I changed from ZA Pro to Comodo and I like it very much…
My questions is why when I allow a program, the default settings aloows it “in and out” tcp, udp otr both? Many programs do not need both “internet and server” rights.
ZAP could let me choose when the program had to access the network.
I do not want to have “normal” program to have server rights. Only those like Skype used to have server rights before.
Is there´other settings that could let me “choose” first time the program starts…
You can adjust the pop-ups to your needs. By default the alert level is set to LOW (will show alerts for outgoing and incoming (or act as server) connection requests for an application). You can adjust it to VERY LOW and therefor only getting one pop-up for each application by going to: Security>>Advanced>>Miscellaneous. In the current version I don’t think it’s possible to differentuate the rules for ACTING AS A SERVER. The good news is that the next version is due to come out in Beta at some point this week and is going to include a Host Intrusion Protection System and is rumoured that it’ll be a completely different ball game. It’s been a long awaited Beta (Since December). I’ve been using Comodo for some time now and it keeps getting better and better and have had very little problems with it.
On a competely different note, you might also want to check out the next version of Comodo BOClean! Version 4.24 is due to come out possible this week as well if not the next. It really saved me when I downloaded a program that contained a trojan. It even picked it up and removed it before my antivirus had a chance to catch it.
Act as a server has a different meaning for CFP than for ZA. In CFP it only means that the application is prepared for a connection; similar to a “listening” port. As I understand it, ZA gives the alert for applications that are actually connecting.
A any rate, for CFP, it is not necessarily a thing to be concerned about.
Yes, acting as server means only establishing an inbound connection. You must have the alert level set to very low (?), that means one allow-all rule for each program+parent; at low you give separate permissions for inbound and outbound connections (what you want I reckon?); at medium CFP also discriminates between TCP and UDP connections; at high it uses different rules for each port too; and at very high for IP as well. Even very low can be safe provided you specify the parent for each program.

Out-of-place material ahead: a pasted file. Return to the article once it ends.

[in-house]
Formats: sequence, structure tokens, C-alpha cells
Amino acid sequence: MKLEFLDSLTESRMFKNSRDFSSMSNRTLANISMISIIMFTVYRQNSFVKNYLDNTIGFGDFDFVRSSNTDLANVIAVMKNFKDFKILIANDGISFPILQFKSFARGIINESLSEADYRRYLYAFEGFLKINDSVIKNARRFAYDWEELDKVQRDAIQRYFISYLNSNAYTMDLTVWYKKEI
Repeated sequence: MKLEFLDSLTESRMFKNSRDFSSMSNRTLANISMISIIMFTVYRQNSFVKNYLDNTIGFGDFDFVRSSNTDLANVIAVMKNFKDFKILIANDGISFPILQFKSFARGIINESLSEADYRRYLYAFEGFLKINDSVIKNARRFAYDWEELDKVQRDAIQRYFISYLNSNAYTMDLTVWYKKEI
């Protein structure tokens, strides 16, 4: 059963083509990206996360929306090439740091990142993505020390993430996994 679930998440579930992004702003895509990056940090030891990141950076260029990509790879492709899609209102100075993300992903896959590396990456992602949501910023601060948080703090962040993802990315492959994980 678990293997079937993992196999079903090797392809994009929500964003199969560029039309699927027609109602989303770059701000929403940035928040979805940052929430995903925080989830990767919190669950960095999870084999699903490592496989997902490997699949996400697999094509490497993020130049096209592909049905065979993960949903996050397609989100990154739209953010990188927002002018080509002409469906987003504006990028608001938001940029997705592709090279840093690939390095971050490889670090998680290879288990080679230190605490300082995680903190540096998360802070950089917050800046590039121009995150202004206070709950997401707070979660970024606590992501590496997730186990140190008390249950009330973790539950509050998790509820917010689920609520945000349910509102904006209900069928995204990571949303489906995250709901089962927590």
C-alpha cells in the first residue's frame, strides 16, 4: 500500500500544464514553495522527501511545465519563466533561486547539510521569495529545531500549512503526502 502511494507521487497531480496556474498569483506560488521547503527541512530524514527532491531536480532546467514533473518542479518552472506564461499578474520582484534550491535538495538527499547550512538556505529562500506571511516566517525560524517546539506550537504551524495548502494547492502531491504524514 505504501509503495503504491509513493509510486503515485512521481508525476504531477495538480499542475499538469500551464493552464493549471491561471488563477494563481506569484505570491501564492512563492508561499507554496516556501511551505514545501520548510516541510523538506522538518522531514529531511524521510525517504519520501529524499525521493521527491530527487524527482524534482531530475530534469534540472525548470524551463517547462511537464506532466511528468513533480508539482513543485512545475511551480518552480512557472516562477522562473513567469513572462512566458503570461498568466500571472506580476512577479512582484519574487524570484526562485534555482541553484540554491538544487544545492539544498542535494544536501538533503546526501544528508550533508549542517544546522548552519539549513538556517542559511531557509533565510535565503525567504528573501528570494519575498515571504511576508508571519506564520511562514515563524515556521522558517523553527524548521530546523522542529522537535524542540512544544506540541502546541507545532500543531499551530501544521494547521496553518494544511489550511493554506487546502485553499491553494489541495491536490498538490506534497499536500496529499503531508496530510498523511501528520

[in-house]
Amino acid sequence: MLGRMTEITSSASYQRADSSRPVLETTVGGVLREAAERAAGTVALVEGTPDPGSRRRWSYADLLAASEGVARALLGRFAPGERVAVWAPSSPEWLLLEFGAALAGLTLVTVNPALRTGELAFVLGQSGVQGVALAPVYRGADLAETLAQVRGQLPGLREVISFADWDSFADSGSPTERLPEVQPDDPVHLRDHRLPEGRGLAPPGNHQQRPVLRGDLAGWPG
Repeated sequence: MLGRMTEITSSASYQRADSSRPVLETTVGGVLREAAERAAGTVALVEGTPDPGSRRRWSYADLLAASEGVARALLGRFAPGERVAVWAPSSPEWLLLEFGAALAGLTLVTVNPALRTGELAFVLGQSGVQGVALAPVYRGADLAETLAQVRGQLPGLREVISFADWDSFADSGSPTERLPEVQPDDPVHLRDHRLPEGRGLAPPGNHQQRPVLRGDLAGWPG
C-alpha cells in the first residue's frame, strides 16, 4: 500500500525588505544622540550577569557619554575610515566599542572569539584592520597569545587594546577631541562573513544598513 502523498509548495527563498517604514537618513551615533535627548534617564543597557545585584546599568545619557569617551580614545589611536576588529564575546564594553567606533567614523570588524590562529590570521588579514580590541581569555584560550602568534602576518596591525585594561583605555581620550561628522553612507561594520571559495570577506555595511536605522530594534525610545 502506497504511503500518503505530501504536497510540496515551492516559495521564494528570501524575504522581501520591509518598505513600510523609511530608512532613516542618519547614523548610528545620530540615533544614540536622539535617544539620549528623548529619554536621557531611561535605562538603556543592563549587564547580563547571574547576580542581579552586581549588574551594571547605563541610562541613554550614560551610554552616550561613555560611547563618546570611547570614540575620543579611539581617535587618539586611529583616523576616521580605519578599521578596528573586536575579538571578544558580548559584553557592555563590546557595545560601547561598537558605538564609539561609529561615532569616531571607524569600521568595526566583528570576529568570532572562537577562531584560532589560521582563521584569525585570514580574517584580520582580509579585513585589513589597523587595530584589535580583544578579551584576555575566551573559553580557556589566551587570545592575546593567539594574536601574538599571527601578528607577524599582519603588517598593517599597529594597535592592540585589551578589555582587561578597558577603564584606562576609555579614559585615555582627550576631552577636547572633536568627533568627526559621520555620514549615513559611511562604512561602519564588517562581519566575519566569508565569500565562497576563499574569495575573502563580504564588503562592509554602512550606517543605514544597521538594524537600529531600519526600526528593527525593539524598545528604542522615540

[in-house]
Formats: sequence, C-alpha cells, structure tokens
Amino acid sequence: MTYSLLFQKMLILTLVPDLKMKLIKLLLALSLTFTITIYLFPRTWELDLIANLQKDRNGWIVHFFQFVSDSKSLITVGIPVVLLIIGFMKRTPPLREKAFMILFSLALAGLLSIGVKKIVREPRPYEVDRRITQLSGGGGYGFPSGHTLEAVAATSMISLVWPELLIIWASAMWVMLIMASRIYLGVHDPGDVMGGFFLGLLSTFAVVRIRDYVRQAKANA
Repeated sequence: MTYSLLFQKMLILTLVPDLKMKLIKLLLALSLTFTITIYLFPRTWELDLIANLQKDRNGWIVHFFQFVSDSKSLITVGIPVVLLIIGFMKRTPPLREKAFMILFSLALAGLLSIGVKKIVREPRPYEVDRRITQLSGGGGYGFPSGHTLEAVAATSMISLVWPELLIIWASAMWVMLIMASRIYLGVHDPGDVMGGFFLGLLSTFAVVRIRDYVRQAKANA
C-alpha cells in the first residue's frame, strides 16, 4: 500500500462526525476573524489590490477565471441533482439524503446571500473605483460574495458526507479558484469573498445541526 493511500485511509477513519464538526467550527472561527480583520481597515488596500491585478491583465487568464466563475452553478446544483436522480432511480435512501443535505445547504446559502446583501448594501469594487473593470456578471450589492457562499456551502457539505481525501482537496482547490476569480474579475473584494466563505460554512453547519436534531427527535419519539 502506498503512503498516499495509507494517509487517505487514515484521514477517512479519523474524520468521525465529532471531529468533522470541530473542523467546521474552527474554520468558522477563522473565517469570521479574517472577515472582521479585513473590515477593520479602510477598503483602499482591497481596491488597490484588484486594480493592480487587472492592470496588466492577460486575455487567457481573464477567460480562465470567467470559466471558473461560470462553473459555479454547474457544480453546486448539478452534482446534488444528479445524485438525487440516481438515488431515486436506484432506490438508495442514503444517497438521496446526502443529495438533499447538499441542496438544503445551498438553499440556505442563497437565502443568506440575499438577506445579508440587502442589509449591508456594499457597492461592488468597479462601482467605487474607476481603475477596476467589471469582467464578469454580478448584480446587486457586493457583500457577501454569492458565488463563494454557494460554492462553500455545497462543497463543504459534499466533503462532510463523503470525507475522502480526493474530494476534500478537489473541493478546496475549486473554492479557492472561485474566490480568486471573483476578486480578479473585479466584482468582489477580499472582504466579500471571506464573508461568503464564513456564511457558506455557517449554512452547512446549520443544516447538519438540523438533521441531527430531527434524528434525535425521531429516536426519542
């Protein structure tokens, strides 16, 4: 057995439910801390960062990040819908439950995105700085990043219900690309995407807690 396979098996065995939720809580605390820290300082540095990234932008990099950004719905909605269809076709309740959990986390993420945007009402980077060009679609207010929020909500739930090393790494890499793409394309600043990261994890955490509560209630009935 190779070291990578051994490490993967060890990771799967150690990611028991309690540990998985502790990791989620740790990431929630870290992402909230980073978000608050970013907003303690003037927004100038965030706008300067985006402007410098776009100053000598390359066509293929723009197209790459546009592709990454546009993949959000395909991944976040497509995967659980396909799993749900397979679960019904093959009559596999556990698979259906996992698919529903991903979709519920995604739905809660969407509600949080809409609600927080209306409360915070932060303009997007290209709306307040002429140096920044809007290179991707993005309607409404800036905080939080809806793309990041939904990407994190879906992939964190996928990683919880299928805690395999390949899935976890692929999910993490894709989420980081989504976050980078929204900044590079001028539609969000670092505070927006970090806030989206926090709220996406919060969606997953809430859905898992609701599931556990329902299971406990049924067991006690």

ZAP alerts me when a program like Skype will have access to internet and act a server, meaning incoming and not only outgoing, why Word or IE7 only needs to have outgoing access…
I feel a bit unsecure not beeing me “allowing” but just saying “yes” to everything in that program.
I use also Antivir Premium… and in ZAP I allow only outgoing access in CPF it’s showed access in both direction…
I’m sure I’m safe, but I just “feel” I’m not… without the double warning.
I told you yes you can have separate warnings and rules for outbound and inbound connections in CFP. Just move the alert level from “very low” to “low” or higher if you wish. Here at work I don’t have CFP installed but I think you could set this up in Security > Advanced.
It’s in Spanish but I guess you can identify stuff. “Entrada” measn “In”, “Salida” means “Out” and “Baja” means “Low”.
Oh wait I think I know what’s happening. If you want separate in and out rules to be created you must set the level to low, but also delete the in/out rules created at very low, so that new rules can be created, otherwise the old ones created at very low will stay in place unless you manually edit them.
Let me add something since you mentioned using Skype in a hope that it might help you understand how Comodo works.
I have such rules for Skype in Comodo app monitor as Allow:
Any Any TCP Out
Any Any UDP Out
0.0.0.0 20293 TCP In
These rules are as a result from running CPF with a “very high” level of alert frequency and then widened up as I edit them to allow more so as not to get any more popups but having quite a restricted rules to applications.
Last one is for incoming connections to “address” 0.0.0.0, and my specific higher numbered port that is specified in Skype connection options.
But I could almost just as well and this is also what I want to point out to you, allow skype also all incoming. And thus use that low level setting you were talking about. Why?
Well, if you look at the Comodo Network Monitor rules. There are by default no incoming ports open for tcp and udp.
Most applications these days, Skype included, don’t need to listen to unsolicited connections. They work with SPI (or pseudo SPI in UDP) connections.
So unless you have some program(s) that need to open a lots of unsolicited listening ports in network monitor, it really is not much risk having applications allow all incoming too in application monitor rules. You should not open any network port lower than 1031 !
I have only one higher numbered port allowed cause utorrent bittorrent client needs it and also another higher numbered port for my netphone program.
But regarding making tighter rules in app mon, usually you need to only allow for incoming tthe localhost address 127.0.0.1 and in some cases like Skype to 0.0.0.0.
And then for outgoing connections you can restrict browsers as an example to ports 80, 443 adn a few others. For Comodo making it safer, it is desirable to restrict outgoing connections in application monitor rules.
Comodo is different than many other firewalls since network and application monitor rules are separated.